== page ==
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CAREERinsite: A Guide for Career Counsellors and Educators

CAREERinsite is a comprehensive career planning resource. It is intended to help students and clients of almost all ages and backgrounds.

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Students and clients can explore CAREERinsite without creating an alis account. However, accounts allow them to keep their career plans private, access them across different devices, and save their information more reliably. Alis will keep users’ saved work as long as their accounts stay active. Users can keep their accounts active by logging in at least once a year. They will receive an automated email from alis if their account has gone dormant and is set to expire. At any time, users may come back to the site to pick up where they left off.

CAREERinsite can be used as a self-contained resource, but its power will be multiplied if you help them work through it. The career planning steps may look simple, but career planning can involve hard work, careful analysis, and thoughtful decision-making.

Testing of CAREERinsite shows that high school students, post-secondary students, adult job seekers, and adult career explorers can all use the site independently. However, there are certain areas in which testing shows that your expertise can be very helpful. These areas are highlighted below on a section-by-section basis.

Where Do I Start?

Not everybody needs to start with the Know Yourself section. Some individuals are already very self-aware. Let your students or clients know they can start wherever they want, but that this brief assessment may suggest a useful entry point.

Know Yourself

Interests Exercise

The Interests Exercise not only helps with self-awareness but also begins pointing users to occupations that may be worth exploring. It makes these links by connecting the users’ preferred interests to the occupational profiles within OCCinfo. Some users will have very few occupations returned; others will have a great many in their lists. Some of these occupations will be exactly what the users expected but others will seem like mismatches. You can play an enormously helpful role in explaining why these results can happen.

For example, you can let the high school student who was expecting “police officer” in the list but not expecting “social worker” know how their concern for helping people (“S” for social score) created the connection to “social worker.” You can also point out that their “M” for methodical score was low, and that this is needed to have “police officer” listed.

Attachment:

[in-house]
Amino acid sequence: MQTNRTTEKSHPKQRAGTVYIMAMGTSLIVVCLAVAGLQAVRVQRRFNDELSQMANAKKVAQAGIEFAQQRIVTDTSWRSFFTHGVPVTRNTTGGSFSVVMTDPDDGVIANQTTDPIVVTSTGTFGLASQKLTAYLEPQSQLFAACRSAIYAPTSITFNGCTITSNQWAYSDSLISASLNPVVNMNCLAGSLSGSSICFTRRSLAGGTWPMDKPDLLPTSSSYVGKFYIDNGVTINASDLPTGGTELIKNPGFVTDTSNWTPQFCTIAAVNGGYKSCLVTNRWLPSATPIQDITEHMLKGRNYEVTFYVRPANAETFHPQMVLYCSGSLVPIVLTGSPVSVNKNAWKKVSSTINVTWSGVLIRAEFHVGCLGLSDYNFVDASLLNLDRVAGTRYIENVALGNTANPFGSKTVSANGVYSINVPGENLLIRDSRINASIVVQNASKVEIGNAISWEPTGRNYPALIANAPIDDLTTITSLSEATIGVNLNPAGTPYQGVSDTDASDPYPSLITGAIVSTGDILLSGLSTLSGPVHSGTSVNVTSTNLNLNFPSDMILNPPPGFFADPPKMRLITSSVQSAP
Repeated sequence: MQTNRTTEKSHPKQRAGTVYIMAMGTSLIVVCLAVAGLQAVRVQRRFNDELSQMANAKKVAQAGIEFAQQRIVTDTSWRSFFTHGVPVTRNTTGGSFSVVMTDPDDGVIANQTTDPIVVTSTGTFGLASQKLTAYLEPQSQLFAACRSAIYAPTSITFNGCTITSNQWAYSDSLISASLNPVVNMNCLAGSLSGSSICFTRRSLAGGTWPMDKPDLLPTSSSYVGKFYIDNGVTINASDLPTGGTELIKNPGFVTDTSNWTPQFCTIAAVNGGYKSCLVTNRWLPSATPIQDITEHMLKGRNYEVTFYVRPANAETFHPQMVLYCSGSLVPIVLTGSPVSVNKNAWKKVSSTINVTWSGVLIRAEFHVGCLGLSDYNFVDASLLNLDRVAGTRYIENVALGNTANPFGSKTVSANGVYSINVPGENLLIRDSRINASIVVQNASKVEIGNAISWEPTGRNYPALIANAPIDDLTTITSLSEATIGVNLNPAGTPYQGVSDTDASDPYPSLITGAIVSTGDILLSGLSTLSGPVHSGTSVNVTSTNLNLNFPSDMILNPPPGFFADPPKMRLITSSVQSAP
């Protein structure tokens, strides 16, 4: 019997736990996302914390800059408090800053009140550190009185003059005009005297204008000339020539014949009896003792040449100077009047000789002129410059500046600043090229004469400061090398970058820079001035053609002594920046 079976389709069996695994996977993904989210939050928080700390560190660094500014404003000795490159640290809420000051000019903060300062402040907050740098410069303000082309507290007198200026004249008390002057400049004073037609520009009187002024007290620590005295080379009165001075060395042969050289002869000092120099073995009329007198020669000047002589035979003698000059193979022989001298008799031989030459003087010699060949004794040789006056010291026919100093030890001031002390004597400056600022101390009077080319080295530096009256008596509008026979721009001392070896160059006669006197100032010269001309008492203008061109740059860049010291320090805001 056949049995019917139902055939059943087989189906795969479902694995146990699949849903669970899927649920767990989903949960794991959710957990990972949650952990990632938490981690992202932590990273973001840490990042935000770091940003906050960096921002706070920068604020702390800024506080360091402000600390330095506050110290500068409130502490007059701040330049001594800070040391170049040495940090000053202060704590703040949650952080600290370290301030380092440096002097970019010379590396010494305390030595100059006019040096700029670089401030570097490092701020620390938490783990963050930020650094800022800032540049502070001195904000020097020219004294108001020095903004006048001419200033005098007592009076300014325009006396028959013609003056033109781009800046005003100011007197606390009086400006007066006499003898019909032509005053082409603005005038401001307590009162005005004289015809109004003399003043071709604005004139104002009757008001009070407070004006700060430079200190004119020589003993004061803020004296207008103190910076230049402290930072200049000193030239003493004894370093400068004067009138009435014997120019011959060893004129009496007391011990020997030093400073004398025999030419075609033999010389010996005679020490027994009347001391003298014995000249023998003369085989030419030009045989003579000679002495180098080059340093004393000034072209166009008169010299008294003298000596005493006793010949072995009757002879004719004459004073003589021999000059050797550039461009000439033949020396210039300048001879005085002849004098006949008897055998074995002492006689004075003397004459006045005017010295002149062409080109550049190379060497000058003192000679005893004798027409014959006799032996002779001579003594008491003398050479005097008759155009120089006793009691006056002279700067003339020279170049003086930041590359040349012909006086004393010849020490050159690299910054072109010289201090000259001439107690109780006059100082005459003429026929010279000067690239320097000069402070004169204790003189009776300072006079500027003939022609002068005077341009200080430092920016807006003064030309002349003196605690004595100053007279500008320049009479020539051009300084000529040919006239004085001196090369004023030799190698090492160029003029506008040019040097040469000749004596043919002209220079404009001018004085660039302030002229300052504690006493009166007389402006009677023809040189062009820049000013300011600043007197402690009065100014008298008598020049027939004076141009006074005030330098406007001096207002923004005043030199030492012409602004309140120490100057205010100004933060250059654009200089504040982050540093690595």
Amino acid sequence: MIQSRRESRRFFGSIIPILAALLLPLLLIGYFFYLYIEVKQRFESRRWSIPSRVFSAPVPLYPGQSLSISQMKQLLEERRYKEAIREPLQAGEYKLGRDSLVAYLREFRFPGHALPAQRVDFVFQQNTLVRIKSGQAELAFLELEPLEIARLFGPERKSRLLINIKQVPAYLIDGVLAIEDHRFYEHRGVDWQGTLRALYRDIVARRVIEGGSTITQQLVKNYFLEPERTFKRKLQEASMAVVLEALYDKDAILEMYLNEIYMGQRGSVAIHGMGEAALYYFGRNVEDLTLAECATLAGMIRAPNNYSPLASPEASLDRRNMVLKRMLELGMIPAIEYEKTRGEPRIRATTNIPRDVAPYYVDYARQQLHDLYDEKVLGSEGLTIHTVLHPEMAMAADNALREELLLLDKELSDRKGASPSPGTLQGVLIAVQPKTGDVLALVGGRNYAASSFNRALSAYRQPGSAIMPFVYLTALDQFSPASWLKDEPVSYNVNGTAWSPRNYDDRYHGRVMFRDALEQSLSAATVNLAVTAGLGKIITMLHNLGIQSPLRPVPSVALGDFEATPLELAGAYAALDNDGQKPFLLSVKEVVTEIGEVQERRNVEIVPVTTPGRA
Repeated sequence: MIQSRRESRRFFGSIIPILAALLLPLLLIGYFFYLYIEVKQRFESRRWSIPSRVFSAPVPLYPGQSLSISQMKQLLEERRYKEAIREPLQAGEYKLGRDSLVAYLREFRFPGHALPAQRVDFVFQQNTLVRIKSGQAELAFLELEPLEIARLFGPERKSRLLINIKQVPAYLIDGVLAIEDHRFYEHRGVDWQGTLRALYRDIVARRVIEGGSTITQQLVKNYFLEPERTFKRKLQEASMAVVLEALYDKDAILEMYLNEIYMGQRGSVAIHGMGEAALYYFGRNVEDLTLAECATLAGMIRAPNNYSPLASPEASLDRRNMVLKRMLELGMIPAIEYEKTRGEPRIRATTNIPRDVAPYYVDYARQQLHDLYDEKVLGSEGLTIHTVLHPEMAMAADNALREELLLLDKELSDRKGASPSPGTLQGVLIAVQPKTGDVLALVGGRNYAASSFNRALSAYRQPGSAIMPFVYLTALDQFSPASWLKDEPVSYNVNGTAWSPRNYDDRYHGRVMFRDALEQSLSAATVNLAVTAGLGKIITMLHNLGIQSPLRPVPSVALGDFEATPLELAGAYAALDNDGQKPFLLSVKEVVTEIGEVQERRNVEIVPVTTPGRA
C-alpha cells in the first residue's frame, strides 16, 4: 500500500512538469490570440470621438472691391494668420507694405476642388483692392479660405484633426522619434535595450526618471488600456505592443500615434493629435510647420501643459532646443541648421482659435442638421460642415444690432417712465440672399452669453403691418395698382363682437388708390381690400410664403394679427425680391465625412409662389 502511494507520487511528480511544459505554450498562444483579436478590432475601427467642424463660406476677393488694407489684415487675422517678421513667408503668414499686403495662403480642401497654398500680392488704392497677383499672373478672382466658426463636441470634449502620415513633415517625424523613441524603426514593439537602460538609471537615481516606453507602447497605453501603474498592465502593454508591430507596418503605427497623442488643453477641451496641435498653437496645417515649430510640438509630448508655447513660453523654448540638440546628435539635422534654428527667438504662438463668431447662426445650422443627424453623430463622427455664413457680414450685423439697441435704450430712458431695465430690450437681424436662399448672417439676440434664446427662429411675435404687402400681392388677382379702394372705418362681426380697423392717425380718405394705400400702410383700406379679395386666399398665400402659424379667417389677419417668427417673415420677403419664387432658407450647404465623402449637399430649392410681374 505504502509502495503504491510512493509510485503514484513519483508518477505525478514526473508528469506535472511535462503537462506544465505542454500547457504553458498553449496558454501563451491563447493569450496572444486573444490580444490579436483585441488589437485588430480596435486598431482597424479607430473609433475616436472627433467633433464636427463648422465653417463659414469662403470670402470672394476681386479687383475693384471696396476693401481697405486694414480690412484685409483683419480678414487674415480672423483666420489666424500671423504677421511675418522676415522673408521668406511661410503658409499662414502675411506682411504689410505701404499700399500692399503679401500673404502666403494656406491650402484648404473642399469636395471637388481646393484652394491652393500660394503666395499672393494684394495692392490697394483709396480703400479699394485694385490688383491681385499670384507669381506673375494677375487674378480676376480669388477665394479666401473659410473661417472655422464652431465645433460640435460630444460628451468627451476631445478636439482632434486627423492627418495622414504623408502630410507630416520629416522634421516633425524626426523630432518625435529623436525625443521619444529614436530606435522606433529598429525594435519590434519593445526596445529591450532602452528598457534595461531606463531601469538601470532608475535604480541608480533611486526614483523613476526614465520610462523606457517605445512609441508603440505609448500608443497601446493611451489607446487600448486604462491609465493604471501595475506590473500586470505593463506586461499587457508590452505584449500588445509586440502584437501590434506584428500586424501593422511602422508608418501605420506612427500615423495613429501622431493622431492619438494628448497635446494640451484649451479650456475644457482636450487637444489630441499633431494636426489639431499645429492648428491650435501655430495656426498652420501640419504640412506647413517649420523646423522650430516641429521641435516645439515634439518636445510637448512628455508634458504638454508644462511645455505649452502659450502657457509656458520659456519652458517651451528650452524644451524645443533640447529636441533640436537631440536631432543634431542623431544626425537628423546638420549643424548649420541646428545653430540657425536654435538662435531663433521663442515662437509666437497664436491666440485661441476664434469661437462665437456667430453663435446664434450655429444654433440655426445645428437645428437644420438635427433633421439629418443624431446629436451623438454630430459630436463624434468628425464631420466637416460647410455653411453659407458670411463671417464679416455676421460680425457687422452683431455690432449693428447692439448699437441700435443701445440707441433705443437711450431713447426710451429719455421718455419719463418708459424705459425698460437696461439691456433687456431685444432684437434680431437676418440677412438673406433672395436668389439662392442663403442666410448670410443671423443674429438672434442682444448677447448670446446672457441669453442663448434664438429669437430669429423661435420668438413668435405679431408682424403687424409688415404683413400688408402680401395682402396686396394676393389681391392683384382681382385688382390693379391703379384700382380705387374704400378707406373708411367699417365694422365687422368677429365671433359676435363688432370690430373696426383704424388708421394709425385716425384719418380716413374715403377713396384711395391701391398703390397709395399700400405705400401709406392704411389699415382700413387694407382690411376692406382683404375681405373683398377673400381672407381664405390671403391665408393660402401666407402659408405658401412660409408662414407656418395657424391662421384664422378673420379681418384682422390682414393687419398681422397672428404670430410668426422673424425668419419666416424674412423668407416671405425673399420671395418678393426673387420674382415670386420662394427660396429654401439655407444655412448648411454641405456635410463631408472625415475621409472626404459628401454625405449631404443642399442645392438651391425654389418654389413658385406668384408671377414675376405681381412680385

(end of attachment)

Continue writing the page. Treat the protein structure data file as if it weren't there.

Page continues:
You can then encourage them to change some of their answers in their Interests Exercise to see the different occupations that may emerge. Most importantly, you can reinforce that the system is not choosing occupations users should enter. The system is reflecting occupations that may be worth exploring further. Also, encourage students and clients to complete the Abilities Exercise (described next) and then compare the results of both exercises.

Abilities Exercise

The Abilities Exercise helps students and clients sort their abilities in several broad categories such as “finger dexterity,” “general learning ability” and “numerical ability.” Once students or clients have confirmed their top 3 abilities, lists of occupations related to those abilities are presented.

This may be quite a different list than the one presented after the Interests Exercise. The Interests Exercise is based on what users enjoy doing whereas the Abilities Exercise focuses on what they are good at doing. When your students or clients do both the interests and abilities exercises, they can choose to compare results and see which occupations match both their interests and abilities.

You can help students or clients by:

  • Encouraging them to do both the Interests and Abilities exercises
  • Inviting them to compare the results of both
  • Talking with them about the differences between what they enjoy, what they are good at and where these 2 things overlap
  • Pointing out that the Abilities Exercise is based on the users’ self-reports—it measures what users think they are good at. It is not an actual test of what they are good at.

Just as you did with the Interests Exercise, make users aware that the Abilities Exercise is providing lists of occupations based on their answers. The system is not choosing occupations users should enter. The system is reflecting occupations that may be worth exploring further. 

Work Values Quiz

This quiz is easy to use. Statements about work are ranked. Users then refine their lists. They do so by choosing the top 5 values. You can help them use this list in activities. Many people focus on what they can do (skills). Other focus on what they would enjoy doing (interests). Here the focus is on what is important to them (values).

This quiz helps identify core values. It’s the values that should be guiding their explorations and decisions. Reminding them that it’s not so important how enjoyable their work is. It’s not so important how successful they may be at their work. What is really important is that their work and values are lined up. Otherwise, users may find themselves feeling unfulfilled at work.

You can encourage them to look at their own values. Then they can look at the values held by companies they might like to work at. What if they value independence? They may be more comfortable in a small company than in a large one. What if they are “motivated by work that will improve the world”? They may look at companies differently than someone who says, “the idea of making money motivates me a great deal.”

Identify Your Experiences Exercise

This exercise makes users aware that experiences make up one’s:

  • Character
  • Values
  • Interests

Users identify only a few of the thousands of experiences they are proud of. Then CAREERinsite asks them, “Why are you proud of this experience?” The answer gets to the person’s core values and motives. Some people find this a difficult exercise. That’s because you have to create broad themes from specific examples.